And, “You can tell a tree by its fruit.”

    And, “Wisdom is known by her children.”

    He’s saying, “Don’t come talking to me about your theology and your fine beliefs. I don’t want to know how well you believe. I want to know how well you live. And I don’t care how well your life matches up with how you think you ought to life. I want to know how well you live the life that is yours to live, no matter what people say about you for doing it.”

    “And if you want to know how to know what life is yours to live, link up with the spirit that is like the wind blowing where it will, and let the spirit direct your living without a map, or a guide book, or an instruction manual to go by.”

    “Wing it—that’s what you do. Make it up as you go. Let your best guess about what is called for in a situation lead you in responding to that situation, and learn to be a better guesser with time.”

    “If you are afraid to live, you’re deader than dead, so don’t let your fear stop you. Take a chance on life. Throw everything you have into being alive. Do your thing without worrying about the outcome. And you’ll be just fine. I promise.”
  36. Bench 02 B&W 02 — Waxhaw, NC, December 3, 2013 — How do we know what to do? How do we decide what to do? How do we know we are right in doing what we do? By what authority do we live?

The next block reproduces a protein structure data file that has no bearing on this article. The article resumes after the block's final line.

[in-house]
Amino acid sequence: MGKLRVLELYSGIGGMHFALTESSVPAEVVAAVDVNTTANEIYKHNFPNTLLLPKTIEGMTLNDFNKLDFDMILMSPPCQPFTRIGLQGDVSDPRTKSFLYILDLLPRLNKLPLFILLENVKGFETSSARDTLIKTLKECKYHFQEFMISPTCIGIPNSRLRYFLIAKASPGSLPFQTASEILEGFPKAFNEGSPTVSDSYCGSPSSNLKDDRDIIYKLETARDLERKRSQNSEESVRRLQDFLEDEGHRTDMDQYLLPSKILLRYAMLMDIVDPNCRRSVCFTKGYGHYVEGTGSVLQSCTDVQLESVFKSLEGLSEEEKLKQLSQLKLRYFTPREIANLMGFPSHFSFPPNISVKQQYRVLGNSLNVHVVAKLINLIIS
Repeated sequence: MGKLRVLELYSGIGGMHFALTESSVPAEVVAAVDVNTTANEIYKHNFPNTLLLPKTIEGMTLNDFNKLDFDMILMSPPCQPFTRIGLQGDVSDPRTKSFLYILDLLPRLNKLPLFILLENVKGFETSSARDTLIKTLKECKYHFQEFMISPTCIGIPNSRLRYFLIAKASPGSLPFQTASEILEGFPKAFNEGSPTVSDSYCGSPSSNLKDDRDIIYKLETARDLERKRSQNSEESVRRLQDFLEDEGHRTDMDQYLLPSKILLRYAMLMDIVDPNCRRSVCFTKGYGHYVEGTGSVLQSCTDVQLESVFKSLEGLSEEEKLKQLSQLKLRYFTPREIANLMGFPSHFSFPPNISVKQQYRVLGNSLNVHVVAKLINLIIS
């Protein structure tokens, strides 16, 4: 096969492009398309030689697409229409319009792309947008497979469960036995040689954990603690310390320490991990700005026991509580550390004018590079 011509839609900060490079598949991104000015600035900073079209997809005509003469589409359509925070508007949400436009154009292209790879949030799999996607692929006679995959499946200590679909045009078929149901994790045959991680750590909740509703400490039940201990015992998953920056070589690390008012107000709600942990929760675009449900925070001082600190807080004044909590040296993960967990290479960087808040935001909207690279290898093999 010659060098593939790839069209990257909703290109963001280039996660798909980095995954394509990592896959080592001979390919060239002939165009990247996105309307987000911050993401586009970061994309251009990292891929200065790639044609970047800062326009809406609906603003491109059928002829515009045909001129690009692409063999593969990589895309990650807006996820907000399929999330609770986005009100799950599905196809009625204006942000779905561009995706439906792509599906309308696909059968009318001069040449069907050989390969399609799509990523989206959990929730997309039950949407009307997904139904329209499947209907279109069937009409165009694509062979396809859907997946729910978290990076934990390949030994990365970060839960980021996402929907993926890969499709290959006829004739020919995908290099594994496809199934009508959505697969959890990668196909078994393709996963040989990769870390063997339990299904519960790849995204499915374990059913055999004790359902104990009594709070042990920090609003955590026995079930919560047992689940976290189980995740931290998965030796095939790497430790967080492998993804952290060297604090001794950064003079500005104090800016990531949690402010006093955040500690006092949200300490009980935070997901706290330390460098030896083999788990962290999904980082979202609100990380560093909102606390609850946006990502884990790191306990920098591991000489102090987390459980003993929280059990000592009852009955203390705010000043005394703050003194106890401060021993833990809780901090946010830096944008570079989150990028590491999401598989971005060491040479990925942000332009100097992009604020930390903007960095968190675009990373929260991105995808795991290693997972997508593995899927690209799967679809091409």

Joseph Campbell said we know when we are on the beam and when we are off of it.

    Carl Jung said our life is our touchstone, our guiding light.

    When we look at our life and see what we look at, we know whether we are right about the way we say our life needs to be lived. Our life verifies or refutes our ideas regarding the way our life should be lived.

    “The proof is in the pudding.”

    The authority by which we live our life is our own self-assessment. We are self-guided, self-correcting, self-orienting, self-reflecting, living beings. The quality of our living is determined by our degree of awareness of the degree to which our life is working.

    Working, not in terms of the amount of money we are making, or the expanse of our power and control, but in terms of our alignment with our inner sense of direction—with our feel for who we are and what we are to be about.